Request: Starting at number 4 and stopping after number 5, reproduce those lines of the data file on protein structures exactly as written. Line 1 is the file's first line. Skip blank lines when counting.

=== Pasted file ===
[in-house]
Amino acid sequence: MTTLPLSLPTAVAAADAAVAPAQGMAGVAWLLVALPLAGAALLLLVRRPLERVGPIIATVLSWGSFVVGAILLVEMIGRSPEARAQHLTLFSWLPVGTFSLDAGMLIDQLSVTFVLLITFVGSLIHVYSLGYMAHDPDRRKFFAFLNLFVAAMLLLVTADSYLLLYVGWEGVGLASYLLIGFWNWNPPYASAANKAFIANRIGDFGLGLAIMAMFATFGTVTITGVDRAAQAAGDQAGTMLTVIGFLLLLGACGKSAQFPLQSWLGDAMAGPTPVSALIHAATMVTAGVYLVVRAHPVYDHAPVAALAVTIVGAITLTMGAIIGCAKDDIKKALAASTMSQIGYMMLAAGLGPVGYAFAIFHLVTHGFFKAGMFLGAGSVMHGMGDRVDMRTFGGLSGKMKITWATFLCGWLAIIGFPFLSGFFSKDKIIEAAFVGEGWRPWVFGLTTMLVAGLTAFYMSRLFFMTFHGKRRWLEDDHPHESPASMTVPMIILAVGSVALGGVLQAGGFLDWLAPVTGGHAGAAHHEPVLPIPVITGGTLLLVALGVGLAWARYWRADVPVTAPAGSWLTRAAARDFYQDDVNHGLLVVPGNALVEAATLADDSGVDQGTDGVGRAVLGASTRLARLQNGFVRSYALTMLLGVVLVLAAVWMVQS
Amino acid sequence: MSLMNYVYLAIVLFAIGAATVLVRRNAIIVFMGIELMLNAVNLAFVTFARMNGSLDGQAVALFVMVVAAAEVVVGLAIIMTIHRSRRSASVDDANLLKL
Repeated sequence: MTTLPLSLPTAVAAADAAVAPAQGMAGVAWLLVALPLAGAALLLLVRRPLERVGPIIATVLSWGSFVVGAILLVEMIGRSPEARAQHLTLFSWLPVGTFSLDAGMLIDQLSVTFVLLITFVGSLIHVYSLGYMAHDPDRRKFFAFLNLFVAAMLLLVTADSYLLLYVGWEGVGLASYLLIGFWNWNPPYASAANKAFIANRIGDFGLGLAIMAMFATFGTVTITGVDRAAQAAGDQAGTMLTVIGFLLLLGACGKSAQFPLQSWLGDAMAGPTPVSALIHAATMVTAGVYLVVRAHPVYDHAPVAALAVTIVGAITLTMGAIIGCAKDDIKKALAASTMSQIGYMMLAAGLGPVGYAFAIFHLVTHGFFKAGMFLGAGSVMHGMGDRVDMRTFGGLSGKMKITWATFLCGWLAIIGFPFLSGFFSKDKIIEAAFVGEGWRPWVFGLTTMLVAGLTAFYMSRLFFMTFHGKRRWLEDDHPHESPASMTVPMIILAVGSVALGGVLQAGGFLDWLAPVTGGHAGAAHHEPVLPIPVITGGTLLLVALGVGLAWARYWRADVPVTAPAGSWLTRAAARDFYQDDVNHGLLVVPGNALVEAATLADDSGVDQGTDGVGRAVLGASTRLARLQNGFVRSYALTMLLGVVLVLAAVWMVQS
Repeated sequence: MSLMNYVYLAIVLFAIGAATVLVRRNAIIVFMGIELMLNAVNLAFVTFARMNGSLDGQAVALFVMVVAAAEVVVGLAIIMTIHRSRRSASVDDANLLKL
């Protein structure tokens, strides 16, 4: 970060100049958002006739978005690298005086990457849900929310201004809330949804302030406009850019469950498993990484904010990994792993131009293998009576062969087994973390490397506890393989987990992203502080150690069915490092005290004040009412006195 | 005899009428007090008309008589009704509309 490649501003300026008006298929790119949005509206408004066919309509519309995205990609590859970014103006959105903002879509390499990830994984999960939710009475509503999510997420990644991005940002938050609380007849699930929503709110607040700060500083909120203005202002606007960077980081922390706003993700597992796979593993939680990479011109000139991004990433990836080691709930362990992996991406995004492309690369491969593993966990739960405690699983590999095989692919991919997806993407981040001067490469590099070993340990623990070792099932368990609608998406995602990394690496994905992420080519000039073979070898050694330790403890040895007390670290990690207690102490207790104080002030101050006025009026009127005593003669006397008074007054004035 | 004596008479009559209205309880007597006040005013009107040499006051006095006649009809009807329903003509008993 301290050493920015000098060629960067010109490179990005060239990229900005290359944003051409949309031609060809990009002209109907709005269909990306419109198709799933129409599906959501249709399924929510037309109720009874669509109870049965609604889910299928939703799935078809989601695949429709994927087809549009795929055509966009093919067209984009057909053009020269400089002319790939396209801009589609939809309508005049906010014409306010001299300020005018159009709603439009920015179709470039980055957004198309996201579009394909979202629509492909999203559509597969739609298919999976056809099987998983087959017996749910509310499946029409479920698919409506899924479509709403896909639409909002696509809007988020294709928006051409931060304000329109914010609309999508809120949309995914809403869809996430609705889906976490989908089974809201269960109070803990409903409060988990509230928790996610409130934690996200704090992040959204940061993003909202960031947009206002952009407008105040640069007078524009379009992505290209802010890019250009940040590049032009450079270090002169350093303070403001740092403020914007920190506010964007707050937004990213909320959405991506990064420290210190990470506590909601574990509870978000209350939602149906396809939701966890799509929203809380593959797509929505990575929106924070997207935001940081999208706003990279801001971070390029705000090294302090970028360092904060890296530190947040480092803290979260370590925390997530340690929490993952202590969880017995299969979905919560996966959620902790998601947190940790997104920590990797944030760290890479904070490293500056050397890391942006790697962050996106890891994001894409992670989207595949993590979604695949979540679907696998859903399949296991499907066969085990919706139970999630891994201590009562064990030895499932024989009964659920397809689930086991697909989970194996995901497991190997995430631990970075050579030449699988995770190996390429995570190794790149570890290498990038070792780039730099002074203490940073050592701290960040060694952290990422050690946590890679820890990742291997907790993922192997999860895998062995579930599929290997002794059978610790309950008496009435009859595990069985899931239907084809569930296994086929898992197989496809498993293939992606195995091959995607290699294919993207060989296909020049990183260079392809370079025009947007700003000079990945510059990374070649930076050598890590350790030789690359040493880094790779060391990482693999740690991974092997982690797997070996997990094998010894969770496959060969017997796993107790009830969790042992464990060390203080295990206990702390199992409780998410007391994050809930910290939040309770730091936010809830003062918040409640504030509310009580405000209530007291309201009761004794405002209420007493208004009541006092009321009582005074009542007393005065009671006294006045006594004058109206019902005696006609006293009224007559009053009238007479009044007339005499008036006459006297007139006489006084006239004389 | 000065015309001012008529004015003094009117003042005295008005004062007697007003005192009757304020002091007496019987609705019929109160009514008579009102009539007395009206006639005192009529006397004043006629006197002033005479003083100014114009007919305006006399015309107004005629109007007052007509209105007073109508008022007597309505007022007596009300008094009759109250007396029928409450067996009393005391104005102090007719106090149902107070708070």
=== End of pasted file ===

Repeated sequence: MTTLPLSLPTAVAAADAAVAPAQGMAGVAWLLVALPLAGAALLLLVRRPLERVGPIIATVLSWGSFVVGAILLVEMIGRSPEARAQHLTLFSWLPVGTFSLDAGMLIDQLSVTFVLLITFVGSLIHVYSLGYMAHDPDRRKFFAFLNLFVAAMLLLVTADSYLLLYVGWEGVGLASYLLIGFWNWNPPYASAANKAFIANRIGDFGLGLAIMAMFATFGTVTITGVDRAAQAAGDQAGTMLTVIGFLLLLGACGKSAQFPLQSWLGDAMAGPTPVSALIHAATMVTAGVYLVVRAHPVYDHAPVAALAVTIVGAITLTMGAIIGCAKDDIKKALAASTMSQIGYMMLAAGLGPVGYAFAIFHLVTHGFFKAGMFLGAGSVMHGMGDRVDMRTFGGLSGKMKITWATFLCGWLAIIGFPFLSGFFSKDKIIEAAFVGEGWRPWVFGLTTMLVAGLTAFYMSRLFFMTFHGKRRWLEDDHPHESPASMTVPMIILAVGSVALGGVLQAGGFLDWLAPVTGGHAGAAHHEPVLPIPVITGGTLLLVALGVGLAWARYWRADVPVTAPAGSWLTRAAARDFYQDDVNHGLLVVPGNALVEAATLADDSGVDQGTDGVGRAVLGASTRLARLQNGFVRSYALTMLLGVVLVLAAVWMVQS
Repeated sequence: MSLMNYVYLAIVLFAIGAATVLVRRNAIIVFMGIELMLNAVNLAFVTFARMNGSLDGQAVALFVMVVAAAEVVVGLAIIMTIHRSRRSASVDDANLLKL